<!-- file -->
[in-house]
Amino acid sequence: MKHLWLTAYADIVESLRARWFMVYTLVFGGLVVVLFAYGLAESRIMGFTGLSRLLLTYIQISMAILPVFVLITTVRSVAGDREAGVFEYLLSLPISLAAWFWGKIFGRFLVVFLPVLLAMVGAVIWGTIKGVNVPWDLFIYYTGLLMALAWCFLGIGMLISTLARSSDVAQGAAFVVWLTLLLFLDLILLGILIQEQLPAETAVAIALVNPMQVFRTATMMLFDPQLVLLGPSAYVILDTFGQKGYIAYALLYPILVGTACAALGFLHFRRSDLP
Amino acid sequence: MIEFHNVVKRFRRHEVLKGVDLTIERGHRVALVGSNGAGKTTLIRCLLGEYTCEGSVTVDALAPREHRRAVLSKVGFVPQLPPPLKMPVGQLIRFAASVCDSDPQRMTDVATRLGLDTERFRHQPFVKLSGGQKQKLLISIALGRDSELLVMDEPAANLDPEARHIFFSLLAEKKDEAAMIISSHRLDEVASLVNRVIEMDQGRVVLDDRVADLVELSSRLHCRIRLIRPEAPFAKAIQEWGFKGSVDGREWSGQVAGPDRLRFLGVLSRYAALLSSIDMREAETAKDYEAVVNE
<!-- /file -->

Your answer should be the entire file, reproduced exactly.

[in-house]
Amino acid sequence: MKHLWLTAYADIVESLRARWFMVYTLVFGGLVVVLFAYGLAESRIMGFTGLSRLLLTYIQISMAILPVFVLITTVRSVAGDREAGVFEYLLSLPISLAAWFWGKIFGRFLVVFLPVLLAMVGAVIWGTIKGVNVPWDLFIYYTGLLMALAWCFLGIGMLISTLARSSDVAQGAAFVVWLTLLLFLDLILLGILIQEQLPAETAVAIALVNPMQVFRTATMMLFDPQLVLLGPSAYVILDTFGQKGYIAYALLYPILVGTACAALGFLHFRRSDLP
Amino acid sequence: MIEFHNVVKRFRRHEVLKGVDLTIERGHRVALVGSNGAGKTTLIRCLLGEYTCEGSVTVDALAPREHRRAVLSKVGFVPQLPPPLKMPVGQLIRFAASVCDSDPQRMTDVATRLGLDTERFRHQPFVKLSGGQKQKLLISIALGRDSELLVMDEPAANLDPEARHIFFSLLAEKKDEAAMIISSHRLDEVASLVNRVIEMDQGRVVLDDRVADLVELSSRLHCRIRLIRPEAPFAKAIQEWGFKGSVDGREWSGQVAGPDRLRFLGVLSRYAALLSSIDMREAETAKDYEAVVNE